I have dealt with child and adult meltdowns for a variety of reasons; some completely off the wall and others with good reason, and I have had to hold my hands up and take responsibility for my own actions.  Uncomfortable, yes! Necessary, yes! Life changing, you betcha!

I have had some incredible conversations with some incredible SEN parents who take Warrior Mums to another level.  Inspiring and touching, making me realise the need for parental support can be such a lifeline for so many families, and such a rewarding thing to be a part of.

I have reached into my own emotional suitcase more times than I cared for this last month, know it still hurts, but I'm able to carefully put it away until the next time.  I have struggled to know when they all need to come out and come to the conclusion that whilst they are safely boxed away they can all stay there a little bit longer.

SEN life is changing for so many families, and it's ramping up at a right rate of knots.  Awareness and readiness are going to be crucial to successful implementation, there's no stopping the world this time, it's ploughing its way through into September and beyond!  I truly believe in working together, the new buzz word is Co-production and its threaded through the new SEN Code of Practice.

SEN parents need to be at the very heart of these changes, and involved in the delivery of services for their children and young people in equal partnership. Our local authorities need to realise that although they may have the expertise, we as parents have the knowledge of our own individual children and that is invaluable! Parents as Partners; Working with, Not to!

Monday, 14 April 2014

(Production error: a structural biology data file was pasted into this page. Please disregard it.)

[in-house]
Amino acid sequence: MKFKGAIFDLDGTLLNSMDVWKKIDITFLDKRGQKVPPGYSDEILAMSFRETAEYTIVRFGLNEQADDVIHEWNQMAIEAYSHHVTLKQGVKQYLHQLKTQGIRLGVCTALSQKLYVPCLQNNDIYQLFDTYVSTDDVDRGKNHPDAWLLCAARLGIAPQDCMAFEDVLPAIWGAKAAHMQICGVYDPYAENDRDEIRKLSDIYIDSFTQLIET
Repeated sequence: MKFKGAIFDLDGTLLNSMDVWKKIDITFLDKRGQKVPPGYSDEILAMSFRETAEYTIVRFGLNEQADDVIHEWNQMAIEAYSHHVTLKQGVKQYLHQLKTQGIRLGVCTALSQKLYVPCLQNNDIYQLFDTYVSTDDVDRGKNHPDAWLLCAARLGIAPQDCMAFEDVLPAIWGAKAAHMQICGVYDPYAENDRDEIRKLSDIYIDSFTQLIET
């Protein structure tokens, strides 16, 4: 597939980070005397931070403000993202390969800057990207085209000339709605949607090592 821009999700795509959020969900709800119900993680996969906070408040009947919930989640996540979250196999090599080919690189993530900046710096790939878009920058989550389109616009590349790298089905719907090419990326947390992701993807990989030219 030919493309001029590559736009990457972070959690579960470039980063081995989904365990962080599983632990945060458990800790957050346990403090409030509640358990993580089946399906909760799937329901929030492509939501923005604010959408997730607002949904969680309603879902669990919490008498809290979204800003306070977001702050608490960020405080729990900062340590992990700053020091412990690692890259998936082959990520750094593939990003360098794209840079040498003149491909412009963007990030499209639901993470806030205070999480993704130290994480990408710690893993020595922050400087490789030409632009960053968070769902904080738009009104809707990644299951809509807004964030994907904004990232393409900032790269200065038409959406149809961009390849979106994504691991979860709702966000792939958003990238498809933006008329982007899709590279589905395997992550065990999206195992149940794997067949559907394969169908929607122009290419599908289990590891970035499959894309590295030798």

"I Hate This House!" - Sibling With A View

It truly doesn't matter how old your children are, or if they're on the spectrum or not!  If they've got a gripe the whole house knows about it.  Sadly, it is usually us mummies who take the brunt of the directed rage.  For other people looking in, a perception of the spoilt brat syndrome, or just a horrible, badly parented child is quite often a stereotypical conclusion.  Step inside the sibling world of a child who is on the spectrum and one who has ADHD, and try to understand how difficult it must be for them.

There's no blame to be had, but it certainly is tricky avoiding the feeling of guilt!  Our 'Lil' is in her twenties now and is 'Bob's older sister.  She's nearly six years older, and for those first six years it was just me, her and Dad.  A lot of the time it was just her and me, Mr A spent lots of time working away and we loved doing girlie stuff.  Every weekend would be girlie road trip, and we would go all over the place.  Even when she was a baby and I didn't drive, somehow we still managed to get out and about.

I recall the times when she was a toddler and I would be getting ready for work.  'Lil' would be sent back to sleep by the noise of the hairdryer, and she would just absolutely love to help me choose my outfit.  I never had any concerns about her development, she was way too smart even from being a couple of hours old, this baby was holding her own head up and being a right old nosey parker!  She didn't miss a trick!  If there is such a thing, she probably had an old head on young shoulders.  I know someone once told my grandmother the exact same thing about me, I was never too sure what they meant, but she is very much like me, probably more ways than she would like!

When our 'Bob' came along, it was quite easy to prepare 'Lil' for the imminent arrival.  She was a proper mother hen before he was even born, and where possible I would involve her in much of the preparation.  She loves her brother so very much, she might not like to admit it half the time because he's 'weird' 'a pain' and generally finds him irritating!  But don't all sisters think that about their brothers at some point.